Themes and Meanings

(Critical Guide to British Fiction)

The several mentions of subterranean buildings (including the chapel) at the Aerodrome are memorable: Nothing that it represents is open, forthright; its activities and goals are shrouded and are not open to inspection. By contrast, everything in the Village—its people, their daily activities, and their transgressions; its buildings, its institutions, its contrasts of wealth and power and poverty and impotence—is open for all to see. The faceless efficiency of the one is the antithesis of the other. At the conclusion of the novel, the Village continues, though the future of the Aerodrome, identified as it is with the will to power of a single person, is uncertain at best.

The Aerodrome, in effect, shows two states of mind that have existed for ages in the modern world: the dissatisfaction and disappointment of people with the ineffectiveness of democracy, bureaucracy, and liberalism on one hand, and the growing enthusiasm for efficiency, organization, and results— however ruthlessly attained—on the other. Moreover, it suggests that individuals are divided into two warring groups: those who are sensual, vegetative, and bound to the body and the slow processes of time, and those who are motivated by the will to power and impatience with tradition and the slow processes of time. One group may be seen as the feminine element, the other as the masculine. The Village represents tradition, the Aerodrome represents change and modernity, and each of these has even wider symbolic significance.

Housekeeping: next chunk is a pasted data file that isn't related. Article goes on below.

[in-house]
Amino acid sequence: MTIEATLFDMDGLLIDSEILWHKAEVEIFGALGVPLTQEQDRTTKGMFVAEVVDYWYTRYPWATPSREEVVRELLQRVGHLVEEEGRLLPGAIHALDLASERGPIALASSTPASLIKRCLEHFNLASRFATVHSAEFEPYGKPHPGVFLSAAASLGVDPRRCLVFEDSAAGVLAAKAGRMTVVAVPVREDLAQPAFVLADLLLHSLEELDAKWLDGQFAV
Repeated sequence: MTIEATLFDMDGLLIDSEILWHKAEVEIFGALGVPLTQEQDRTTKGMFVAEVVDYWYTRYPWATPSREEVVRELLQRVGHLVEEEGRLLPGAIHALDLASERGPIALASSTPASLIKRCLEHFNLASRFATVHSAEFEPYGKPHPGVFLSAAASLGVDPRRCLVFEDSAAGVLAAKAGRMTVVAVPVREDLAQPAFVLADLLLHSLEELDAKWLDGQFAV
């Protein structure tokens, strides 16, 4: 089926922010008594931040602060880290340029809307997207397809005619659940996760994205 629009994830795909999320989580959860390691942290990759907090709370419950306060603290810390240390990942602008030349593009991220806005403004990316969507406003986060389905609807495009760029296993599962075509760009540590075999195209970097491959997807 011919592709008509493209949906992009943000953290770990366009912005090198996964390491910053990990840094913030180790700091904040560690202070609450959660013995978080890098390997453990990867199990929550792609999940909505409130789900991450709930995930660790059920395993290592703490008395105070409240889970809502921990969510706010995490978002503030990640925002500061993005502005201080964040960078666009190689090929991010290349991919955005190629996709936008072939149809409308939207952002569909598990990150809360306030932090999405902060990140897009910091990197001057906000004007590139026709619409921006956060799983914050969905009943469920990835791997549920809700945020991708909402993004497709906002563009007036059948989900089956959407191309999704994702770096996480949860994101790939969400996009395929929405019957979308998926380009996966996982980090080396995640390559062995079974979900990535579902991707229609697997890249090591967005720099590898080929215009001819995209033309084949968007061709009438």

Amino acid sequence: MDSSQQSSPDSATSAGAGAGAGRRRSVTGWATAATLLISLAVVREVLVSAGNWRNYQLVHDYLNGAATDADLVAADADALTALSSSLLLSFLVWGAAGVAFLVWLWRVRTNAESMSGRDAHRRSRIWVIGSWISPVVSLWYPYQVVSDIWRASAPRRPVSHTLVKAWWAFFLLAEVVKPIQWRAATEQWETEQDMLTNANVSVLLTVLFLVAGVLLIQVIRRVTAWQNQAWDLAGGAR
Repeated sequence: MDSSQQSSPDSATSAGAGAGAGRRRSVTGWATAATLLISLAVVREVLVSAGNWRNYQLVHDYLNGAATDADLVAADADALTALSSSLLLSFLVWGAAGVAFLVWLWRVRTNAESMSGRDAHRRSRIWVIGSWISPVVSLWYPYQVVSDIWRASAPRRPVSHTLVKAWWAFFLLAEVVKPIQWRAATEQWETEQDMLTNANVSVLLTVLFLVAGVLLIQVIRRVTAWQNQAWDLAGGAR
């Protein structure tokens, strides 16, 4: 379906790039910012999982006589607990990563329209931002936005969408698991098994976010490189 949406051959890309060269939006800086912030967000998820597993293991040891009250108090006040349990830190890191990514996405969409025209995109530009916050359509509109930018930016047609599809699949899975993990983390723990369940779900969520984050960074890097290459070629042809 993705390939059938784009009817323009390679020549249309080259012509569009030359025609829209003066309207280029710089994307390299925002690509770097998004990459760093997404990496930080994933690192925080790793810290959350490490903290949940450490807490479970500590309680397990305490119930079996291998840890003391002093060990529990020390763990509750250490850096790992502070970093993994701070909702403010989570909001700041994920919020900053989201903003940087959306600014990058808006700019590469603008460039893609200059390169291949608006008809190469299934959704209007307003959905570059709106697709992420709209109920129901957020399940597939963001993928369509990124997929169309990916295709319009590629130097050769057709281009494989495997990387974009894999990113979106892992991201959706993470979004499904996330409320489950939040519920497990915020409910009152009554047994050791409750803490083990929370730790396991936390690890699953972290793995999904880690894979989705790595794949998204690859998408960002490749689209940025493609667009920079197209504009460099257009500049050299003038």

The epigraph to the novel, an extract from the seventeenth century metaphysical poet George Herbert, provides a succinct guide to the theme:

But there are two vast, spacious things,The which to measure it doth more behove:Yet few there are that found them; Sinne and Love.

It is the interrelatedness of these great forces that Warner has explored within the context of an allegorical novel set in the recent past and that is as pertinent as if it were immediately contemporary.